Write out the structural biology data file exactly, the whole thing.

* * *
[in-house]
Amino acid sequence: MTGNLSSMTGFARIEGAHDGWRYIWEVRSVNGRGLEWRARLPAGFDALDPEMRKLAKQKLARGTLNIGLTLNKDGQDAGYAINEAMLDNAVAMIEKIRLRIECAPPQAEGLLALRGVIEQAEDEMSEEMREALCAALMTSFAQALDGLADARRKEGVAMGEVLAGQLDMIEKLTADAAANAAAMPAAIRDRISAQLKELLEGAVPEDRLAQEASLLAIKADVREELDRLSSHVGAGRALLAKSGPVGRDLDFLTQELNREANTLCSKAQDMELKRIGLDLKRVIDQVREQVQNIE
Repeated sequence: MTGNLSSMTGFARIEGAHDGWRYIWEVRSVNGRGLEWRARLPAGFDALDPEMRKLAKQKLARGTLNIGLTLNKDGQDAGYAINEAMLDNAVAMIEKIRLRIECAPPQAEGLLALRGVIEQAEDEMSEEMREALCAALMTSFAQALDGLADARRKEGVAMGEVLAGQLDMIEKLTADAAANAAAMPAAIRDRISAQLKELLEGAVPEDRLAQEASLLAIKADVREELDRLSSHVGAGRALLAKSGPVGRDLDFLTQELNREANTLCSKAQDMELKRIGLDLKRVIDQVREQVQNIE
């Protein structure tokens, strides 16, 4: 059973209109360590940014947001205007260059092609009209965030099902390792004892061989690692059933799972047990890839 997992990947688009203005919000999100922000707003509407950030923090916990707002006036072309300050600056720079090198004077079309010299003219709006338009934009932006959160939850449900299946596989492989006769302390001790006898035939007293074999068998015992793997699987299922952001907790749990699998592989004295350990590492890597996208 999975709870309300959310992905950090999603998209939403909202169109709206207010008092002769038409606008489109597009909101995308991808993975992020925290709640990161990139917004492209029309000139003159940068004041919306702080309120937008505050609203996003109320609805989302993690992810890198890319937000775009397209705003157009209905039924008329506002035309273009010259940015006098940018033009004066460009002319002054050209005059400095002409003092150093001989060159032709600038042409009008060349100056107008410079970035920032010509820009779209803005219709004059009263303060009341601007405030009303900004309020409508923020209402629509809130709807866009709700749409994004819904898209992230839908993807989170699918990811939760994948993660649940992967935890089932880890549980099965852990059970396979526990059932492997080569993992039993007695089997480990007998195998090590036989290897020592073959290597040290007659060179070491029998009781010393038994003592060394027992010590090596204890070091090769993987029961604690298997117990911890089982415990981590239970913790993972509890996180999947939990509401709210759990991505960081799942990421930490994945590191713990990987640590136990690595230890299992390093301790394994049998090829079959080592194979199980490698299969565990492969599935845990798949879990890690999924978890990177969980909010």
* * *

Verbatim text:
[in-house]
Amino acid sequence: MTGNLSSMTGFARIEGAHDGWRYIWEVRSVNGRGLEWRARLPAGFDALDPEMRKLAKQKLARGTLNIGLTLNKDGQDAGYAINEAMLDNAVAMIEKIRLRIECAPPQAEGLLALRGVIEQAEDEMSEEMREALCAALMTSFAQALDGLADARRKEGVAMGEVLAGQLDMIEKLTADAAANAAAMPAAIRDRISAQLKELLEGAVPEDRLAQEASLLAIKADVREELDRLSSHVGAGRALLAKSGPVGRDLDFLTQELNREANTLCSKAQDMELKRIGLDLKRVIDQVREQVQNIE
Repeated sequence: MTGNLSSMTGFARIEGAHDGWRYIWEVRSVNGRGLEWRARLPAGFDALDPEMRKLAKQKLARGTLNIGLTLNKDGQDAGYAINEAMLDNAVAMIEKIRLRIECAPPQAEGLLALRGVIEQAEDEMSEEMREALCAALMTSFAQALDGLADARRKEGVAMGEVLAGQLDMIEKLTADAAANAAAMPAAIRDRISAQLKELLEGAVPEDRLAQEASLLAIKADVREELDRLSSHVGAGRALLAKSGPVGRDLDFLTQELNREANTLCSKAQDMELKRIGLDLKRVIDQVREQVQNIE
């Protein structure tokens, strides 16, 4: 059973209109360590940014947001205007260059092609009209965030099902390792004892061989690692059933799972047990890839 997992990947688009203005919000999100922000707003509407950030923090916990707002006036072309300050600056720079090198004077079309010299003219709006338009934009932006959160939850449900299946596989492989006769302390001790006898035939007293074999068998015992793997699987299922952001907790749990699998592989004295350990590492890597996208 999975709870309300959310992905950090999603998209939403909202169109709206207010008092002769038409606008489109597009909101995308991808993975992020925290709640990161990139917004492209029309000139003159940068004041919306702080309120937008505050609203996003109320609805989302993690992810890198890319937000775009397209705003157009209905039924008329506002035309273009010259940015006098940018033009004066460009002319002054050209005059400095002409003092150093001989060159032709600038042409009008060349100056107008410079970035920032010509820009779209803005219709004059009263303060009341601007405030009303900004309020409508923020209402629509809130709807866009709700749409994004819904898209992230839908993807989170699918990811939760994948993660649940992967935890089932880890549980099965852990059970396979526990059932492997080569993992039993007695089997480990007998195998090590036989290897020592073959290597040290007659060179070491029998009781010393038994003592060394027992010590090596204890070091090769993987029961604690298997117990911890089982415990981590239970913790993972509890996180999947939990509401709210759990991505960081799942990421930490994945590191713990990987640590136990690595230890299992390093301790394994049998090829079959080592194979199980490698299969565990492969599935845990798949879990890690999924978890990177969980909010």